But it was not to be. In a dirty deal negotiated far away from the C-SPAN cameras, Dodd, Frank, and Rahm Emanuel completely gutted any effort to get commercial banks out of the business of placing side bets using credit default swaps. At a certain point in the televised reconciliation hearings, Congressman Peterson of Minnesota, the chairman of the House Agriculture Committee, came forward with a compromise which made paragraph 716 into a macabre joke. The infamous Peterson demanded that banks be allowed to trade credit default swaps in the form of foreign exchange swaps ( thought to be the largest category of swaps), interest-rate swaps, and credit derivatives – provided that the underlying securities were investment-grade. Since these categories represent the vast majority of swaps, and since it is not hard to procure an investment grade rating on junk paper from corrupt agencies like Standard & Poor’s, Fitch, and Moody’s, this alleged compromise meant that nothing was left of Senator Lincoln’s attempt. Treasury Secretary Tiny Tim Geithner had vehemently proclaimed the irreducible hostility of the Obama regime to any interference with this type of derivative. Interestingly, the German government had already explicitly banned naked credit default swaps issued as bets on government securities denominated in euros.
Since the restoration of the real Glass-Steagall firewall had been defeated early in the process, Senator Cantwell attempted to provide a weak face-saving substitute in the form of the so-called Volcker rule, which posited that commercial banks were not allowed to engage in speculation and other proprietary trading for their own account. This Volcker rule was already vitiated by the obvious gray area between speculation and so-called market-making, which entities like Goldman Sachs and Morgan Stanley were sure to exploit to circumvent any new legislation. However, zombie banks like State Street Bank and Bank of New York-Mellon (the latter the back-office of the TARP program. i.e. the October 2008 Wall Street bailout) found even the weak Volcker rule to be too onerous.
Demagogue Scott Brown Drives His Truck Through the Volcker Rule
Senator Scott Brown of Massachusetts won election last January by duping gullible voters with a cultural populist prop in the form of a pickup truck. At this point in the haggling, Senator Brown documented his subservience to Wall Street by driving his truck through what remained of the Volcker role. He forced through a provision allowing commercial banks to use 3% of their capital for speculation through hedge funds. It might seem that 3% is a minute fraction of a bank’s Tier I capital, and that Brown’s amendment might not be so dangerous after all. But this is not the case.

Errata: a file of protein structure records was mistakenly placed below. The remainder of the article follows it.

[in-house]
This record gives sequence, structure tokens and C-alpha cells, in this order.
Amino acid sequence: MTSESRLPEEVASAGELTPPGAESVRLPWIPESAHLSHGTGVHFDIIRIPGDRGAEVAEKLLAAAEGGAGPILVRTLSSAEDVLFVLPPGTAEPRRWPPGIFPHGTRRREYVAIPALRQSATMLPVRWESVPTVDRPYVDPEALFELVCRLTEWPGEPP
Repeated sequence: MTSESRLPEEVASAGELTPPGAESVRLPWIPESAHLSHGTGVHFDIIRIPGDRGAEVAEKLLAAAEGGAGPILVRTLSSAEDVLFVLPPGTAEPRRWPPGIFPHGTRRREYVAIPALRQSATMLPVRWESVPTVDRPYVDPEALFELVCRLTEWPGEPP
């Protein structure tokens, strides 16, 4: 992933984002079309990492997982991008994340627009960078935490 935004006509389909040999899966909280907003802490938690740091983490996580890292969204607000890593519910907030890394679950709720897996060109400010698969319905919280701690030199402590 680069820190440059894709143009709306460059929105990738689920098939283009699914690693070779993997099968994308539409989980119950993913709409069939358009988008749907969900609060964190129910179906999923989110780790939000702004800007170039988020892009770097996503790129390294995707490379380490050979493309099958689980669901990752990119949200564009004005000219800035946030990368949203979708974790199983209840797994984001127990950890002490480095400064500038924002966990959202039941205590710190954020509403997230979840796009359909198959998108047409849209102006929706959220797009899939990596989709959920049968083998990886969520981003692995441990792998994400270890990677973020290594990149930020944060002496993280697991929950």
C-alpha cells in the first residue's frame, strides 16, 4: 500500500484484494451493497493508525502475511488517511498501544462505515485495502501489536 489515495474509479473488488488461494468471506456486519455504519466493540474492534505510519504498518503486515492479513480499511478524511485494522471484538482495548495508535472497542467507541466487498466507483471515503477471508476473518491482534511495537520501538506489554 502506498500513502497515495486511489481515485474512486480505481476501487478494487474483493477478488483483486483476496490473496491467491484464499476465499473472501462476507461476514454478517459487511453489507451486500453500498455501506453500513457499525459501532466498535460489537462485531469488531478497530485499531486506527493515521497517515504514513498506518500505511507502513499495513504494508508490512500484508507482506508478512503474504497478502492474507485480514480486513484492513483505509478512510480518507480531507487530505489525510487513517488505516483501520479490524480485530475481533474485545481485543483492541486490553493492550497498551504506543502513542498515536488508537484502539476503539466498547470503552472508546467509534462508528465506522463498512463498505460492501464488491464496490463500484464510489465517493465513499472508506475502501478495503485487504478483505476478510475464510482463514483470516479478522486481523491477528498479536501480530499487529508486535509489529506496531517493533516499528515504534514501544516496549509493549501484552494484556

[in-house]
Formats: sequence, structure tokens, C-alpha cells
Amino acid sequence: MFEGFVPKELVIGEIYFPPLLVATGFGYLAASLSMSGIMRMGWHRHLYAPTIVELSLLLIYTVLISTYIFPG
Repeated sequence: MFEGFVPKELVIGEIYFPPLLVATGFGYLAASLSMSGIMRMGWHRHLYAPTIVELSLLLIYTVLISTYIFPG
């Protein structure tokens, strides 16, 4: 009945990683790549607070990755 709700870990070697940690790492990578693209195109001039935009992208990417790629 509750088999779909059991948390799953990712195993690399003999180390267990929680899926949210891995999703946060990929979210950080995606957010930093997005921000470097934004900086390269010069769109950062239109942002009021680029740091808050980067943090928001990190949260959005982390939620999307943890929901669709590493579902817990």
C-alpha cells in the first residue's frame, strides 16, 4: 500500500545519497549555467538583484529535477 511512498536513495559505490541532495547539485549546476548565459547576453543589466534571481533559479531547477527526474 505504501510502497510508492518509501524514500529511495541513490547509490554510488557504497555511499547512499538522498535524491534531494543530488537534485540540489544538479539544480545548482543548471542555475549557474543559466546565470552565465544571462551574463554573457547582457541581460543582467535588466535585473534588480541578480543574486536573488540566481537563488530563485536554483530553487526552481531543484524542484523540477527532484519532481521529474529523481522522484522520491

If you buy stocks and their price falls to zero, you can lose 100% of your investment, but no more. But when you are dealing with derivatives, your losses can be geometrically pyramided into interplanetary space. This proposition is not a matter of theory, but has been documented through a decade and a half of bankruptcies by hedge funds which had been speculating with derivatives, all the way back to Long-Term Capital Management of Connecticut in 1998.
In the case of two Bear Stearns hedge funds which imploded in 2007-8, losses of about 50 times the original capital were attained. Under Scott Brown’s loophole, losses of 50:1 would already be enough to bankrupt the bank. But the 2008 crisis offers cases in which derivatives losses might attain or exceed 100:1 on the capital being wagered. These cases occur when debt instruments are wrapped into a mortgage-backed security or other asset-backed security. These latter are then included in a collateralized debt obligation, which together with other collateralized debt obligations can be made into a super CDO or CDO². Credit default swaps can be attached to these super CDOs. A number of super CDOs thus equipped can then be wrapped up in a structured investment vehicle (SIV). At every level of this cancerous mass of kited derivatives, leverage comes into play geometrically. The investment of 3% of capital in such a poisonous concoction can easily bankrupt any financial institution many times over. This phenomenon is one of the basic reasons why losses were so great in 2008, despite the fact that subprime mortgages are a relatively marginal area of the financial world. The losses became so monstrous because derivatives are the most effective tools yet devised for magnifying and multiplying financial destruction. As for Senator Cantwell, she capitulated and announced that she would support the resulting phony bill anyway.